We have all had to find new ways to connect with people. One solution borne out of a leap of faith was the brainchild of Alex Purvis, Enate’s Sales Director (pictured top left). In this month’s blog, Alex talks about how an innovative and untested idea grew into something hugely rewarding, with a strong community, friendship, and sense of true corporate social responsibility.
W(h)ine Club came about following our networking events being cancelled due to COVID-19 – and the fact that I wanted to continue to see, speak to and drink with people! The concept was pretty straightforward: use video conferencing and wine to bring thought leaders and experts together to brainstorm and hopefully navigate our way through some key societal and business issues caused by the pandemic. The rules are simple: no hard sell, relax with a glass of wine and share ideas.
My colleague, VP Martin Boakes (pictured bottom row, centre), and I, had an idea of who we would like to invite; we would include those who were already vocal on the types of topics we hoped to focus on, and enable some who perhaps were not as vocal within the industry or on social media but could provide us with specialist insight, to help the group consider matters that we wouldn’t normally encounter in the day to day. We took the plunge and hoped our experiment would pan out, and with the premise of ‘bring your own wine’ and a 6-week trial, we nervously waited to see if anyone would log on.
Two months on, and W(h)ine Club now has a guest list from some outstanding corporate entities including Aviva, Biffa, Ricoh, AstraZeneca, GSK, Zurich Insurance, and more, in addition to intelligent automation specialists from Symphony to ISG, along with a range of NHS specialists, including professors and surgeons, from Great Ormand Street, Royal Marsden, Alder Hey, Children’s Health Ireland and NHS Digital.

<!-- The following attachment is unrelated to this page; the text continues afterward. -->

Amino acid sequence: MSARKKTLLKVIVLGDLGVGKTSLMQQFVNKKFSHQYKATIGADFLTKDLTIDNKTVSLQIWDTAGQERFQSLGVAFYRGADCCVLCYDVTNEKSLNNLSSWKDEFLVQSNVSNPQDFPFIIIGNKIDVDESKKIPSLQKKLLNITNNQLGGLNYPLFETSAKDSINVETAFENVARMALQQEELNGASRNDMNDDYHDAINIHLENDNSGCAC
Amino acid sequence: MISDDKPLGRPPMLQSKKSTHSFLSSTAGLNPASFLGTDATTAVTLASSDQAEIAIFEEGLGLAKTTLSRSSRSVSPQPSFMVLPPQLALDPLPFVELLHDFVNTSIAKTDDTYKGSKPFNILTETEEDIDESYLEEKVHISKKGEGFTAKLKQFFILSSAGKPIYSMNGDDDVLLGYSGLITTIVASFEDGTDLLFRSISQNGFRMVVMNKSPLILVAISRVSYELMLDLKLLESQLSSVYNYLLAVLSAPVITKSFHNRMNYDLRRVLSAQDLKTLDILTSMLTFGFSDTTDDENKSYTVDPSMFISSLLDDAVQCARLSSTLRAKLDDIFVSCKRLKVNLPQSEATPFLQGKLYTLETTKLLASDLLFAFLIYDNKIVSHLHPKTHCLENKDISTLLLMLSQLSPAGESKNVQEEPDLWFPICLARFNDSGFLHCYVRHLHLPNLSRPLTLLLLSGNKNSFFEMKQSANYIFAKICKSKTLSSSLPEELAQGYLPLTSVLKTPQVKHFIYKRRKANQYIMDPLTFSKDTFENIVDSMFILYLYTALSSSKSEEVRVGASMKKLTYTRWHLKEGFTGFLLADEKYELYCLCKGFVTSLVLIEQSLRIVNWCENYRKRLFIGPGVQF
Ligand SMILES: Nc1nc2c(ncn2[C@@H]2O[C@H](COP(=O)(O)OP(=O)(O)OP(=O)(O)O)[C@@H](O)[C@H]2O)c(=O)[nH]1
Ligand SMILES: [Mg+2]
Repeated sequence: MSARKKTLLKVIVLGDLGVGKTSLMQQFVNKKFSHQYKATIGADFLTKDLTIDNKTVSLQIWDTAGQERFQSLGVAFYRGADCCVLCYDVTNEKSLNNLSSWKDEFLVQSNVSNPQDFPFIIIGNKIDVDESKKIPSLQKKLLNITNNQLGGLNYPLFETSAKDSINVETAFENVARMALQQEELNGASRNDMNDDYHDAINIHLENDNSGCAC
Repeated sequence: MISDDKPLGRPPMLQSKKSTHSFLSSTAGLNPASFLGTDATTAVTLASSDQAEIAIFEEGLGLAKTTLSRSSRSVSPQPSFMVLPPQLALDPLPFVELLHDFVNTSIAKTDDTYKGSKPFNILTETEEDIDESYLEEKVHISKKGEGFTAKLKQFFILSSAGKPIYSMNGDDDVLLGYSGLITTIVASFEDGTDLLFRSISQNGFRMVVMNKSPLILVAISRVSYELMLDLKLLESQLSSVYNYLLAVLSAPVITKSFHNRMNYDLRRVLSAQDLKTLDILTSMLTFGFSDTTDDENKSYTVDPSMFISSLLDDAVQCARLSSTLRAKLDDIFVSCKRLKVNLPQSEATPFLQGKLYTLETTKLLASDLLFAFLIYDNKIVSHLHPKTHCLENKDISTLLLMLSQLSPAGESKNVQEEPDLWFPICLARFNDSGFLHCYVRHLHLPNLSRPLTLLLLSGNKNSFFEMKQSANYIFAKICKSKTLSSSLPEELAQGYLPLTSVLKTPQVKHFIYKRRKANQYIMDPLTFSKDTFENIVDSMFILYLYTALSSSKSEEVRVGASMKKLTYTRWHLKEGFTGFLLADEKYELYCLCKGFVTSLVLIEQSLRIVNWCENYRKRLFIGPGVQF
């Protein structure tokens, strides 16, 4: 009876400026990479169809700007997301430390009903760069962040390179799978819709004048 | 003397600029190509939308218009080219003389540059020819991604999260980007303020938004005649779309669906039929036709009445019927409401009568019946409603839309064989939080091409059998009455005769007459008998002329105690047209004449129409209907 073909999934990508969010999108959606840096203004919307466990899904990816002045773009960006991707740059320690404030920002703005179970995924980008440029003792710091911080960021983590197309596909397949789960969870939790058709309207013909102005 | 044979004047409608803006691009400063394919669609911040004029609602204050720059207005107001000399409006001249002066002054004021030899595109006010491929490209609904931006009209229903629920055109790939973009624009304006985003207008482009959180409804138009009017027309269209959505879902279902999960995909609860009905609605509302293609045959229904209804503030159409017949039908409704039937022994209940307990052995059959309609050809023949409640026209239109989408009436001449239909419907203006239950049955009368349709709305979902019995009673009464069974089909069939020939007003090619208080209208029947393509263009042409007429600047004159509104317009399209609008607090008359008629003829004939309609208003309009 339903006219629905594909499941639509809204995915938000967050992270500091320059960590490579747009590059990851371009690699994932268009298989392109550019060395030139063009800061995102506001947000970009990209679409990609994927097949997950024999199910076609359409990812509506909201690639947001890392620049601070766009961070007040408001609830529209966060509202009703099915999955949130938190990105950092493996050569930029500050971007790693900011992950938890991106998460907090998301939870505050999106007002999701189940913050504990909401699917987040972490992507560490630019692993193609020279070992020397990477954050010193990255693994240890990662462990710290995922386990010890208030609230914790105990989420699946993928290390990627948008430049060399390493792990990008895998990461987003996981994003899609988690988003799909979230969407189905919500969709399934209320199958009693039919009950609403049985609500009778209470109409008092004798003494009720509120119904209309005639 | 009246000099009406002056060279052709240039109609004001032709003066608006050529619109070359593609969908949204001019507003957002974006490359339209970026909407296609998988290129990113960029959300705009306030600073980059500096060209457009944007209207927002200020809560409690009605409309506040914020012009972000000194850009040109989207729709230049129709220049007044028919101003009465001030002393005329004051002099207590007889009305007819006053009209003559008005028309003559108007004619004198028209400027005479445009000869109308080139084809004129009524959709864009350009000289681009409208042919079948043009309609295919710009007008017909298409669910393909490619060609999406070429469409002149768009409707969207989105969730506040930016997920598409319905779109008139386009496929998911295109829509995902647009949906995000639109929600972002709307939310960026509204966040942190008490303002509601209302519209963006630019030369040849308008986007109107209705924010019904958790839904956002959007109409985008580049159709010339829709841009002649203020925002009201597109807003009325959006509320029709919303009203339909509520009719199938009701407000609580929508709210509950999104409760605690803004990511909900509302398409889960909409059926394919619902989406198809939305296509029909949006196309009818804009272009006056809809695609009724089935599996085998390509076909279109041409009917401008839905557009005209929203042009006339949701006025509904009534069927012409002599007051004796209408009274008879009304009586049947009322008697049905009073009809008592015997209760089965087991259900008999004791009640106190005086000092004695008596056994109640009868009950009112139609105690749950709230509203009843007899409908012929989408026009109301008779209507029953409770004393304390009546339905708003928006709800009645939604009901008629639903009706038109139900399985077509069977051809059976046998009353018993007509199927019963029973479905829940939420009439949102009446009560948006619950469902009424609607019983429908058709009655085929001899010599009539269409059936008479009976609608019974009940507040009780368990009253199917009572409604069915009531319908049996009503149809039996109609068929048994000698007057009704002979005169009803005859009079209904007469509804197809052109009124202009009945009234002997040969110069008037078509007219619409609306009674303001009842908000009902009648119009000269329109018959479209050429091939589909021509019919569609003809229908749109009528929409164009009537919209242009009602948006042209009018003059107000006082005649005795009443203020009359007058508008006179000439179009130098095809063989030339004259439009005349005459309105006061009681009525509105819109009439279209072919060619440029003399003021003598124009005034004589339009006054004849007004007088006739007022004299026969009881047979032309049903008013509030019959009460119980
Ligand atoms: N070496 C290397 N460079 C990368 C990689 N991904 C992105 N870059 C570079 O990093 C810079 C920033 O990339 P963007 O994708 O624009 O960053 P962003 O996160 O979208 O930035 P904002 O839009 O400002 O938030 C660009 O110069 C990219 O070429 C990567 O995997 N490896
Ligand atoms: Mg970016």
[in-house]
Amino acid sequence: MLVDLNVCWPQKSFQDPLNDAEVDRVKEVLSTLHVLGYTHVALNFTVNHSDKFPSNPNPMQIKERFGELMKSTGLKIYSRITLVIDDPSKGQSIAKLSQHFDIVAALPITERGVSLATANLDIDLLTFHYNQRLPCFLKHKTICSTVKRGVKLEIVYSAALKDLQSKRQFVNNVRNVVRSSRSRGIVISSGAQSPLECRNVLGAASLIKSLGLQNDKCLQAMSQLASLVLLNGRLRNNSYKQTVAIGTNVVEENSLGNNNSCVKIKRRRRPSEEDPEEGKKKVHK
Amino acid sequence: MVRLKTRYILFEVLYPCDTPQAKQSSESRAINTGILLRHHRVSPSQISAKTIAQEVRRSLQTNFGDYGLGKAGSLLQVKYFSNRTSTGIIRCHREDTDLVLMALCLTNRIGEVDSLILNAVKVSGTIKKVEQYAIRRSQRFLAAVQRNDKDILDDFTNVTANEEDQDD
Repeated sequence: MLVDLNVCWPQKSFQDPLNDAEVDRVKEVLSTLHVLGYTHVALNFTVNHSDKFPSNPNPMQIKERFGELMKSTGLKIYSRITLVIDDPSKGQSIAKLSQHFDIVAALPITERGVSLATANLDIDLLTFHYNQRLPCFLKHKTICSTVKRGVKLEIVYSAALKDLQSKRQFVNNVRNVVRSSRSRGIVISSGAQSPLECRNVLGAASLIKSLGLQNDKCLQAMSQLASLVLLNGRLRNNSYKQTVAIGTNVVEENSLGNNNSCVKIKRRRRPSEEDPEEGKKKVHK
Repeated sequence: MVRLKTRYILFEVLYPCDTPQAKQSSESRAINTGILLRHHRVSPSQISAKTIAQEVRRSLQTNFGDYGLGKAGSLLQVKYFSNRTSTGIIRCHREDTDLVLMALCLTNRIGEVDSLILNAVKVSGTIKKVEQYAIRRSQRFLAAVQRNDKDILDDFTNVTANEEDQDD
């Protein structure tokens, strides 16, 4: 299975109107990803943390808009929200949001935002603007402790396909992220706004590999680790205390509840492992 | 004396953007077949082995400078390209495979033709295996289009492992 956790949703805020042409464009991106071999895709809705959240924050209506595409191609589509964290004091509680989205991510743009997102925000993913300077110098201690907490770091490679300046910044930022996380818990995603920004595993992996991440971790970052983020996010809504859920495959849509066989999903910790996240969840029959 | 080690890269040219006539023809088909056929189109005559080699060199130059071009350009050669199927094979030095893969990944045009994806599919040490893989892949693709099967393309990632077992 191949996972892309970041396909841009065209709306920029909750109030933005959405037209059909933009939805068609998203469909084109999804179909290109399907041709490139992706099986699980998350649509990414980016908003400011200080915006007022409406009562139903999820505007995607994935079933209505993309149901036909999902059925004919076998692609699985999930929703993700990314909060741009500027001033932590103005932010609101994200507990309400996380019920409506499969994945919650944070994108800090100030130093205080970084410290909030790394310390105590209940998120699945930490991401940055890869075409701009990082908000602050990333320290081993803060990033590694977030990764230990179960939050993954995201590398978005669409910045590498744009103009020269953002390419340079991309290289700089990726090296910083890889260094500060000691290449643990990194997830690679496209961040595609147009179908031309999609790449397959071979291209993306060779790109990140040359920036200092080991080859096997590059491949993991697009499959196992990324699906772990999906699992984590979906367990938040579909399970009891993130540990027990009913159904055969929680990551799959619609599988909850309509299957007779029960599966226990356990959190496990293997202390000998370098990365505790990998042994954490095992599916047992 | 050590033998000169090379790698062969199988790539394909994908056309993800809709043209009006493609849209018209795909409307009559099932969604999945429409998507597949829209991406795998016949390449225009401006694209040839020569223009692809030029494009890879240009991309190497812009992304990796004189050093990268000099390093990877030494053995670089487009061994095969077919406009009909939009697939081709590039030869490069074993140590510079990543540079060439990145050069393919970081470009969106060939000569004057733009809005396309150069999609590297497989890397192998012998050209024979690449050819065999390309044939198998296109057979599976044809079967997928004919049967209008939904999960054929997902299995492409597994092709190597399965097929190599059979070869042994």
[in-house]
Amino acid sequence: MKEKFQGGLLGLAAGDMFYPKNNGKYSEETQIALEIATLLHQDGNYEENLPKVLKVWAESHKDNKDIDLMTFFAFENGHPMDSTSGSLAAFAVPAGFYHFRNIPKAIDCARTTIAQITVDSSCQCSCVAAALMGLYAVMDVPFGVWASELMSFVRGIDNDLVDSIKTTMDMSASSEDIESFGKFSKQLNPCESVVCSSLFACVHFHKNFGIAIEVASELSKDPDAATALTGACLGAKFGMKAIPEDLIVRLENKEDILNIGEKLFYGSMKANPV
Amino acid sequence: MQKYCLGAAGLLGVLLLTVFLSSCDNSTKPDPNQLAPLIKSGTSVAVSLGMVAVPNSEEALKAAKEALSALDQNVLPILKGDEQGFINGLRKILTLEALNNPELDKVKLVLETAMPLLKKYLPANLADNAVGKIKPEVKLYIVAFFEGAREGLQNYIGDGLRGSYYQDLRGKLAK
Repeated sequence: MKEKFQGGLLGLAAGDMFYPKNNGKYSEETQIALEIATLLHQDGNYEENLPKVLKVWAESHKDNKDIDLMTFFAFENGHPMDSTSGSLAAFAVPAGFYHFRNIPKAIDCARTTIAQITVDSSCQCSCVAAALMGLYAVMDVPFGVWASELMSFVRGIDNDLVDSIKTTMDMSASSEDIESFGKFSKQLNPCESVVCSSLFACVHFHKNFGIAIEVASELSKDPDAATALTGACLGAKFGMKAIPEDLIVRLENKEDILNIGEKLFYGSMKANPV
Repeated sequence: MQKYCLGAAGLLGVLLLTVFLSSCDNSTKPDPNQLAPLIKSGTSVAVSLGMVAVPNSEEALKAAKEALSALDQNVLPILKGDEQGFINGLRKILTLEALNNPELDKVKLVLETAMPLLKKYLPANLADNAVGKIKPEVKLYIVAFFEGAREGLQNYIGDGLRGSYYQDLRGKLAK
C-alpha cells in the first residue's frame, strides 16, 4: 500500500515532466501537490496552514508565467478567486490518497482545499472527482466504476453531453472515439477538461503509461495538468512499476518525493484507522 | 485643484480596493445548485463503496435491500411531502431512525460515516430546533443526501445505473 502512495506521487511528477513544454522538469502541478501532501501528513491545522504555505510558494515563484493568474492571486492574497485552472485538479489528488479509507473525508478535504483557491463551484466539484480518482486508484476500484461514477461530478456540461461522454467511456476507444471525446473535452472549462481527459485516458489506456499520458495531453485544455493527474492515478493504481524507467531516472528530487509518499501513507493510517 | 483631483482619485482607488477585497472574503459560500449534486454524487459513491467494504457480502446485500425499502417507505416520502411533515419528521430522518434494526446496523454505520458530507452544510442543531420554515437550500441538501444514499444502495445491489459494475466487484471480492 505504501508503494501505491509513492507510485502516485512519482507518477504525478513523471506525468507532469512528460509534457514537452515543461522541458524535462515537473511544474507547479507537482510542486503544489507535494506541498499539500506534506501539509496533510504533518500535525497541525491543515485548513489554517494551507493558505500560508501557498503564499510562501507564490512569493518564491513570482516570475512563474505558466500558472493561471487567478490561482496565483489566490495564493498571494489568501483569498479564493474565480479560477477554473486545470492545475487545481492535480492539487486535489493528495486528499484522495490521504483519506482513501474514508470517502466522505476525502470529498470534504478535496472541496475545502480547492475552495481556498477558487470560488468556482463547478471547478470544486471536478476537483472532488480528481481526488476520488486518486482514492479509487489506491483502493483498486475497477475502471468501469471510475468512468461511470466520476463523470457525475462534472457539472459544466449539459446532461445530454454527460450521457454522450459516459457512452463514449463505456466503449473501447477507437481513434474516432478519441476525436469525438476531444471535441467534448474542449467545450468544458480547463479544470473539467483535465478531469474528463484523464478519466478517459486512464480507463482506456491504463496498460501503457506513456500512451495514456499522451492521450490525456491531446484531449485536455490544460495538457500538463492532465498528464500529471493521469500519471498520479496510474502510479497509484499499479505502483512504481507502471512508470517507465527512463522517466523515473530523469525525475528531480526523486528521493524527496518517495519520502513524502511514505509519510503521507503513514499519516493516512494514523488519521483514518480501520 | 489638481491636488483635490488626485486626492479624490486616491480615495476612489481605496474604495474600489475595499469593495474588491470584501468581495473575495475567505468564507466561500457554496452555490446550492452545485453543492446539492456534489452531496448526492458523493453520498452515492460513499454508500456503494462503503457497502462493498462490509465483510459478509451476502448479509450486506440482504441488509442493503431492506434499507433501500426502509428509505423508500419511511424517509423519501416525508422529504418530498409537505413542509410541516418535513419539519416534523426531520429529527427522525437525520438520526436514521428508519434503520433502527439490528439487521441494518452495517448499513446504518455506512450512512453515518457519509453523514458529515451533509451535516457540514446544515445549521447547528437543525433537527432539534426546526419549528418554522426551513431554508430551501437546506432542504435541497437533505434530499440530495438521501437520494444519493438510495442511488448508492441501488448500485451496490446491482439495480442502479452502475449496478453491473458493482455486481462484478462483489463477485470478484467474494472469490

We now have a delegate list of over 50 people, and it is important to clarify that these are individuals who may normally compete in the corporate world. As a new member brings us a new challenge, those who were once competitors are now promoting each other’s products and services and tagging together technology to offer end to end solutions for the greater good. Martin and I have been truly humbled during this process - everyone involved genuinely wants to help and collaborate, yet prior to W(h)ine Club most members had never met before. This was not a pre-existing network; this is a group of people brought together to work in an entirely different way – it’s a new experience for everyone involved. And of course, this is on top of everyone still doing their day job.
So many of the attendees are from big corporates who have a Corporate Social Responsibility scheme, but actually they’re choosing to give up their personal time for the W(h)ine Club because they recognise that their knowledge and skills are so relevant to the club’s aims. There’s no greater feeling than applying your skills in something you’re passionate about to a genuine requirement and a good cause. The members feel empowered because they can actually solve these problems, but the fact that everyone is offering their resources and products for free has totally overwhelmed us – the level of goodwill shown by the group is inspirational.